U.S. Department of Energy Announces $10 Million to Explore Mitigation of Aviation Emissions

ARPA-E Exploratory Topic Focuses on Developing Aviation Contrail Predictive System

Press and General Inquiries:

WASHINGTON, D.C. — The U.S. Department of Energy today announced up to $10 million in funding to develop new technologies and tools to reduce the environmental impact of aviation.

“We know it’s going to take an all-hands-on-deck approach to reach net-zero emissions, and that includes the aviation industry,” said ARPA-E Director Evelyn N. Wang. “ARPA-E is already working on electrifying aviation. This new effort focuses on increasing our understanding of water emissions from aviation jet engines, and developing ways to manage those emissions in a way to lessen their potential climate impact.”

Aviation is a critical piece of both domestic and international transportation networks. Aircraft consume fuels and emit a range of emissions, including carbon dioxide and water vapor in the form of condensation trails. Those condensation trails—known as contrails—occur when aircraft exhaust water mixes with cold, ambient humid air. Fortunately, most contrails dissipate in under ten minutes and are of no concern.

However, under certain atmospheric conditions engine exhaust can cause the formation of persistent contrails. These can produce persistent clouds known as aircraft-induced cirrus (AIC). These upper atmospheric clouds can last for hours and may grow to span wide distances. Studies indicate AIC likely contribute to global radiative forcing at a level that is roughly equivalent to that of the CO2 emissions from the entire aviation sector, or about 2% of total global CO2 emissions.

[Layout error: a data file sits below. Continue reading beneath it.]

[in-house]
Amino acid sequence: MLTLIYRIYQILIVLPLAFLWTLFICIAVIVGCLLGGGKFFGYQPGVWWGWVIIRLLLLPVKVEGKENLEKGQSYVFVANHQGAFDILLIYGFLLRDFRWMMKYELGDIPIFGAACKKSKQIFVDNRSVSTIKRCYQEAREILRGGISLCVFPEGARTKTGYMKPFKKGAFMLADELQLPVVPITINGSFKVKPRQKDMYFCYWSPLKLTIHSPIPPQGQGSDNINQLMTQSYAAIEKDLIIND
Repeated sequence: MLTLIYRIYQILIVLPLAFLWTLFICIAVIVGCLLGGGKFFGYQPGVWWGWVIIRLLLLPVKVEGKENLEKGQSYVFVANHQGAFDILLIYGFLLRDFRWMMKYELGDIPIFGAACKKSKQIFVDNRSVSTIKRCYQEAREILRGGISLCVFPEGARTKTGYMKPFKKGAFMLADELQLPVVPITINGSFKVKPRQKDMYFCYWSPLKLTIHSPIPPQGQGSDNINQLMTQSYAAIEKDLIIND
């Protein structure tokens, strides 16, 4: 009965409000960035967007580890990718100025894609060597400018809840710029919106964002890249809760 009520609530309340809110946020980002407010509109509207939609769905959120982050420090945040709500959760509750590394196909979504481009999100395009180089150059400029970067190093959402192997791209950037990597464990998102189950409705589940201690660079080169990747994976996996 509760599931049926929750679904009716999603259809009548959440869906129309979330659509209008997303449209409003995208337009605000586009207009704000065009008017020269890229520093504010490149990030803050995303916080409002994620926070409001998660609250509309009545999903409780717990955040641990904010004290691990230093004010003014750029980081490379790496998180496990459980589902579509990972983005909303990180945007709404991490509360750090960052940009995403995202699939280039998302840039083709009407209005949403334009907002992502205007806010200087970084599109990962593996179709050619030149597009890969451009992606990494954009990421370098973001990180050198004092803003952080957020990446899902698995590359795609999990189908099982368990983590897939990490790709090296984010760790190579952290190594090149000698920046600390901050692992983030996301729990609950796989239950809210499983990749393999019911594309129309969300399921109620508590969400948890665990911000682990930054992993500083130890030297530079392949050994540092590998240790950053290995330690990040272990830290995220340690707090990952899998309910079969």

The funding announced today is part of the new Advanced Research Projects Agency-Energy (ARPA-E) Exploratory Topic, Predictive Real-time Emissions Technologies Reducing Aircraft Induced Lines in the Sky (PRE-TRAILS).

Through PRE-TRAILS, ARPA-E envisions the development of an Aviation Contrail Predictive System, which could be capable of informing pilots and ground controllers in real-time whether an airplane is likely to produce persistent AIC. PRE-TRAILS projects will develop the diagnostics and predictive tools needed to explore further mitigation of contrail-related climate change.

You can access more information on ARPA-E eXCHANGE.